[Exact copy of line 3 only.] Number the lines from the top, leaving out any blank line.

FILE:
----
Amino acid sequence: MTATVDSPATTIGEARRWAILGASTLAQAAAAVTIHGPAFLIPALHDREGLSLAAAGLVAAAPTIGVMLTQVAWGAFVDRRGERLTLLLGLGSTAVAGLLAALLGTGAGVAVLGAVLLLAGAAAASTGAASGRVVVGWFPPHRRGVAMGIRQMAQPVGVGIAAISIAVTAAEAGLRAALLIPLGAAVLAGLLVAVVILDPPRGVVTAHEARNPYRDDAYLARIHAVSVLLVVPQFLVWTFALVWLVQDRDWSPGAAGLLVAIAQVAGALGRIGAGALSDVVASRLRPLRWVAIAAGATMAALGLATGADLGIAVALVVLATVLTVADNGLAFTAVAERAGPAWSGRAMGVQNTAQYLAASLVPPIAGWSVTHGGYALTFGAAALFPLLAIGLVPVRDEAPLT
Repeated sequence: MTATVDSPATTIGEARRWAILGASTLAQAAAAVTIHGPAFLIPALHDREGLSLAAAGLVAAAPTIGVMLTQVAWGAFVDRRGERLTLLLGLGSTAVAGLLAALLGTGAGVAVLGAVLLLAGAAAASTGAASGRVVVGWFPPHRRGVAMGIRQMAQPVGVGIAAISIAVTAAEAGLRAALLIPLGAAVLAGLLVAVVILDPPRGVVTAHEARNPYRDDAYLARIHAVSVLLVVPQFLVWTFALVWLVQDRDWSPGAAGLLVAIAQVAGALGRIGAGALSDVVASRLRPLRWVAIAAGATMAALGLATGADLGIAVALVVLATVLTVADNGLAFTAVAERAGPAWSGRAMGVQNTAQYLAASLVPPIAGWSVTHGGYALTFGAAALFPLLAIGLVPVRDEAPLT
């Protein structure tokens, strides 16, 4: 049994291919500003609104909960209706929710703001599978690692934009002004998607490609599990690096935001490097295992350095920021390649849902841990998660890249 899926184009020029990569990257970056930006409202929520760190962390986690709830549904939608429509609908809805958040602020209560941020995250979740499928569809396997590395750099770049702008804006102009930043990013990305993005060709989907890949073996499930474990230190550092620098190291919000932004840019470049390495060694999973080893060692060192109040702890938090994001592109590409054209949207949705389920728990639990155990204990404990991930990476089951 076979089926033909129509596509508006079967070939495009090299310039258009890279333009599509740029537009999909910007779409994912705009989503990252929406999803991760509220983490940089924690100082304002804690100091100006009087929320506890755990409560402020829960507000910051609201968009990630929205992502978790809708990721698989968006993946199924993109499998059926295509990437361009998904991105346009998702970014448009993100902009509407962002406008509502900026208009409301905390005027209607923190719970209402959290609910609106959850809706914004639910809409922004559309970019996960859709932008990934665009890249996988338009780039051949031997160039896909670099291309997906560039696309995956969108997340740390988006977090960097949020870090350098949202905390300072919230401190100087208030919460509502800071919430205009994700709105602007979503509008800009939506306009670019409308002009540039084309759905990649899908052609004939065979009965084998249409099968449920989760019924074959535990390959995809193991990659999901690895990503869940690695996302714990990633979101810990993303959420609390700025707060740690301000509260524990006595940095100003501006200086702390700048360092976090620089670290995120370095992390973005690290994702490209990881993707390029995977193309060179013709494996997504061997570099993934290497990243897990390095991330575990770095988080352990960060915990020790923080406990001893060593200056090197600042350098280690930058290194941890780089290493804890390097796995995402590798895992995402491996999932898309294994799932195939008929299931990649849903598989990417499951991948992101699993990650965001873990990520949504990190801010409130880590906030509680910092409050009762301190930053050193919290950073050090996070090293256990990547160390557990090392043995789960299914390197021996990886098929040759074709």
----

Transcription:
């Protein structure tokens, strides 16, 4: 049994291919500003609104909960209706929710703001599978690692934009002004998607490609599990690096935001490097295992350095920021390649849902841990998660890249 899926184009020029990569990257970056930006409202929520760190962390986690709830549904939608429509609908809805958040602020209560941020995250979740499928569809396997590395750099770049702008804006102009930043990013990305993005060709989907890949073996499930474990230190550092620098190291919000932004840019470049390495060694999973080893060692060192109040702890938090994001592109590409054209949207949705389920728990639990155990204990404990991930990476089951 076979089926033909129509596509508006079967070939495009090299310039258009890279333009599509740029537009999909910007779409994912705009989503990252929406999803991760509220983490940089924690100082304002804690100091100006009087929320506890755990409560402020829960507000910051609201968009990630929205992502978790809708990721698989968006993946199924993109499998059926295509990437361009998904991105346009998702970014448009993100902009509407962002406008509502900026208009409301905390005027209607923190719970209402959290609910609106959850809706914004639910809409922004559309970019996960859709932008990934665009890249996988338009780039051949031997160039896909670099291309997906560039696309995956969108997340740390988006977090960097949020870090350098949202905390300072919230401190100087208030919460509502800071919430205009994700709105602007979503509008800009939506306009670019409308002009540039084309759905990649899908052609004939065979009965084998249409099968449920989760019924074959535990390959995809193991990659999901690895990503869940690695996302714990990633979101810990993303959420609390700025707060740690301000509260524990006595940095100003501006200086702390700048360092976090620089670290995120370095992390973005690290994702490209990881993707390029995977193309060179013709494996997504061997570099993934290497990243897990390095991330575990770095988080352990960060915990020790923080406990001893060593200056090197600042350098280690930058290194941890780089290493804890390097796995995402590798895992995402491996999932898309294994799932195939008929299931990649849903598989990417499951991948992101699993990650965001873990990520949504990190801010409130880590906030509680910092409050009762301190930053050193919290950073050090996070090293256990990547160390557990090392043995789960299914390197021996990886098929040759074709």